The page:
Comic books repeat themselves. This is a fact well known to anyone who reads them. Over decades, we see heroes face similar fates, have their past arcs erased for the sake of bringing in a new twist, or an old twist with a new face. The best comics disguise this repetition well by focusing less on plot devices and grand crossovers and more on exploring how past and current events affect the character at their core. Everyone knows that their favorite character will be removed from their own developing story in service of the grand scheme at some point, and those grand schemes are usually spread out over a ton of comics you either don’t read or aren’t as involving as Marvel or DC want you to think they are. Everyone dreads those comics because they’re usually unsatisfying, expensive, and ultimately pointless. Avengers: Infinity War is that crossover.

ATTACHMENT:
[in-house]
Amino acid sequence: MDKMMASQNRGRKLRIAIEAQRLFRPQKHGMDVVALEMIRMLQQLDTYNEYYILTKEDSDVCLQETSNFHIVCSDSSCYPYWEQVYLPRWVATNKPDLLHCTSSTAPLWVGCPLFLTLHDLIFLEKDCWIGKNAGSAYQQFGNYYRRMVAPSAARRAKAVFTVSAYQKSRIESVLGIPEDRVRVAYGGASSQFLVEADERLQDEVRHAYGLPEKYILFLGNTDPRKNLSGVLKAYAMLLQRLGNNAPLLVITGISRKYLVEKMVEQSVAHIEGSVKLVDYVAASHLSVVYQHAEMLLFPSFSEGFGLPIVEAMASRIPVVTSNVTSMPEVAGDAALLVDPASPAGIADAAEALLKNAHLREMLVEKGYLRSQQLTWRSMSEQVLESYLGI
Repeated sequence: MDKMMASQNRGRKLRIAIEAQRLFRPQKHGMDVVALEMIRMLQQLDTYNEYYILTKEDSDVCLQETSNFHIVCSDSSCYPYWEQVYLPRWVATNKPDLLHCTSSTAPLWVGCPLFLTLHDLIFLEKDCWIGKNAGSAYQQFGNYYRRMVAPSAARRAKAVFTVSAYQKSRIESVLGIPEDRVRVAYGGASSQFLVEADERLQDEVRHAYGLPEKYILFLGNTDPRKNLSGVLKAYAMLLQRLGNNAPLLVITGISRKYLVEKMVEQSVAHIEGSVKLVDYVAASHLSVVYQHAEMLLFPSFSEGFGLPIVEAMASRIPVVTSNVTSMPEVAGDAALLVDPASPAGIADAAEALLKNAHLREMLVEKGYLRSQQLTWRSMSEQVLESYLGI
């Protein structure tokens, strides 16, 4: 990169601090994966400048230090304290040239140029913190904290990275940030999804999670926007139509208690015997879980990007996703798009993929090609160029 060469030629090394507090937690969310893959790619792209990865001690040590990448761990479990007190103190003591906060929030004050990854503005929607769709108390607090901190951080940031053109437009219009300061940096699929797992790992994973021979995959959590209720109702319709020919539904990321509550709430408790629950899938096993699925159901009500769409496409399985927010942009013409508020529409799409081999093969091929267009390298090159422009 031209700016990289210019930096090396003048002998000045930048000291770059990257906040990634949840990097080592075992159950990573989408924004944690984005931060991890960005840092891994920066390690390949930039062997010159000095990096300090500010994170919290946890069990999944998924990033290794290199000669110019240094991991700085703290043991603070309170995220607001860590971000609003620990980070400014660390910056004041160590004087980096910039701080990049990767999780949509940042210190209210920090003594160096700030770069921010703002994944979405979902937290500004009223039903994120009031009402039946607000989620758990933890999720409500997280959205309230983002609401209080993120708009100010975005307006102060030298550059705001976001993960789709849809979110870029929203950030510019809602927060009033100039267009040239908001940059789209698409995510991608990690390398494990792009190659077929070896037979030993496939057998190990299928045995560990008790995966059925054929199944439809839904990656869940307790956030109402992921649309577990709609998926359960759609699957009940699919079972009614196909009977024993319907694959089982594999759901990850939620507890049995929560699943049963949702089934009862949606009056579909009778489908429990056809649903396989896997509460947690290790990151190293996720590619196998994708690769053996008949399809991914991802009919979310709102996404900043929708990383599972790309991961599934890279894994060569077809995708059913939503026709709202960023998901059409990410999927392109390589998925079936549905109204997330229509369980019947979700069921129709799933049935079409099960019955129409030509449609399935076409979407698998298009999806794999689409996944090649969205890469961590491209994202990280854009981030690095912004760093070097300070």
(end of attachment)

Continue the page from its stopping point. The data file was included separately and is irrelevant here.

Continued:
Much like their comics, Marvel’s Cinematic Universe has been split into a number of series: Captain America, Thor, Iron Man, The Incredible Hulk, Doctor Strange, Guardians of the Galaxy, Ant-Man, Spider-Man, and Black Panther. The Avengers, as in actual comic books, exists as its own stand-alone work even though it pulls from others. Every series has been involved in a crossover special, Captain America: Civil War being the main tie-in narrative prior to the clusterfuck of characters known as Infinity War.
To say that Civil War is an unwieldly mess that doesn’t know where its strengths lay isn’t a stretch. Its casual introduction of Peter Parker – reminiscent of the way characters would first appear in group comics out of the blue during the Golden Era – was one of its strongest features, but its attempt to incorporate numerous existing characters into a grand-scale showdown is far less successful. For all my complaints about how it came to be though, this fight (between a team divided by incomprehensible political views that are flippantly introduced and disposed of) was innovative in presentation. It took the skills of the individuals and crafted a set piece that took advantage of each one in a unique fashion.